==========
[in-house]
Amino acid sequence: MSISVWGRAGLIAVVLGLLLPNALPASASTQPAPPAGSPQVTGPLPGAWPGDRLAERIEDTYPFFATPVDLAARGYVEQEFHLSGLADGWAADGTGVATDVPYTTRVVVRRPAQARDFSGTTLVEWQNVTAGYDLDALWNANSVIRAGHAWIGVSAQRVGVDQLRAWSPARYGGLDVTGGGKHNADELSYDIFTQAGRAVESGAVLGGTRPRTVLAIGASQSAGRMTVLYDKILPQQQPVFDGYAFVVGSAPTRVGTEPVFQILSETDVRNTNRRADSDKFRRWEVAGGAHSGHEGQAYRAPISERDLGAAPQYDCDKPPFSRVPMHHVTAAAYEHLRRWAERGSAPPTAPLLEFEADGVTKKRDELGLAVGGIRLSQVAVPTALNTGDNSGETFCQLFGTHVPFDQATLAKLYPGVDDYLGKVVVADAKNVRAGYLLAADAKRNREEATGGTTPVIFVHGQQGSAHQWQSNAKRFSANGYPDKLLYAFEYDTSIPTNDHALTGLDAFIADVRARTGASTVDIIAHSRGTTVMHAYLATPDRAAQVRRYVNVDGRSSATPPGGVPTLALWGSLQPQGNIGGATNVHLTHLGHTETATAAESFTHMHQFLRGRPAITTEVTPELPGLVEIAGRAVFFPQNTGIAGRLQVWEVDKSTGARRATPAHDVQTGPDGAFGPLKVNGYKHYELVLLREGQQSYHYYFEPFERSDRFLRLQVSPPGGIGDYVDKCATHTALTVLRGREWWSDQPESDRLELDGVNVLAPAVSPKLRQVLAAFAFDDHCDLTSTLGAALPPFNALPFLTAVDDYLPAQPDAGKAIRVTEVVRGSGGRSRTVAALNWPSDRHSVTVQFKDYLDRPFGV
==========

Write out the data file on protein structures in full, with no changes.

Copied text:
[in-house]
Amino acid sequence: MSISVWGRAGLIAVVLGLLLPNALPASASTQPAPPAGSPQVTGPLPGAWPGDRLAERIEDTYPFFATPVDLAARGYVEQEFHLSGLADGWAADGTGVATDVPYTTRVVVRRPAQARDFSGTTLVEWQNVTAGYDLDALWNANSVIRAGHAWIGVSAQRVGVDQLRAWSPARYGGLDVTGGGKHNADELSYDIFTQAGRAVESGAVLGGTRPRTVLAIGASQSAGRMTVLYDKILPQQQPVFDGYAFVVGSAPTRVGTEPVFQILSETDVRNTNRRADSDKFRRWEVAGGAHSGHEGQAYRAPISERDLGAAPQYDCDKPPFSRVPMHHVTAAAYEHLRRWAERGSAPPTAPLLEFEADGVTKKRDELGLAVGGIRLSQVAVPTALNTGDNSGETFCQLFGTHVPFDQATLAKLYPGVDDYLGKVVVADAKNVRAGYLLAADAKRNREEATGGTTPVIFVHGQQGSAHQWQSNAKRFSANGYPDKLLYAFEYDTSIPTNDHALTGLDAFIADVRARTGASTVDIIAHSRGTTVMHAYLATPDRAAQVRRYVNVDGRSSATPPGGVPTLALWGSLQPQGNIGGATNVHLTHLGHTETATAAESFTHMHQFLRGRPAITTEVTPELPGLVEIAGRAVFFPQNTGIAGRLQVWEVDKSTGARRATPAHDVQTGPDGAFGPLKVNGYKHYELVLLREGQQSYHYYFEPFERSDRFLRLQVSPPGGIGDYVDKCATHTALTVLRGREWWSDQPESDRLELDGVNVLAPAVSPKLRQVLAAFAFDDHCDLTSTLGAALPPFNALPFLTAVDDYLPAQPDAGKAIRVTEVVRGSGGRSRTVAALNWPSDRHSVTVQFKDYLDRPFGV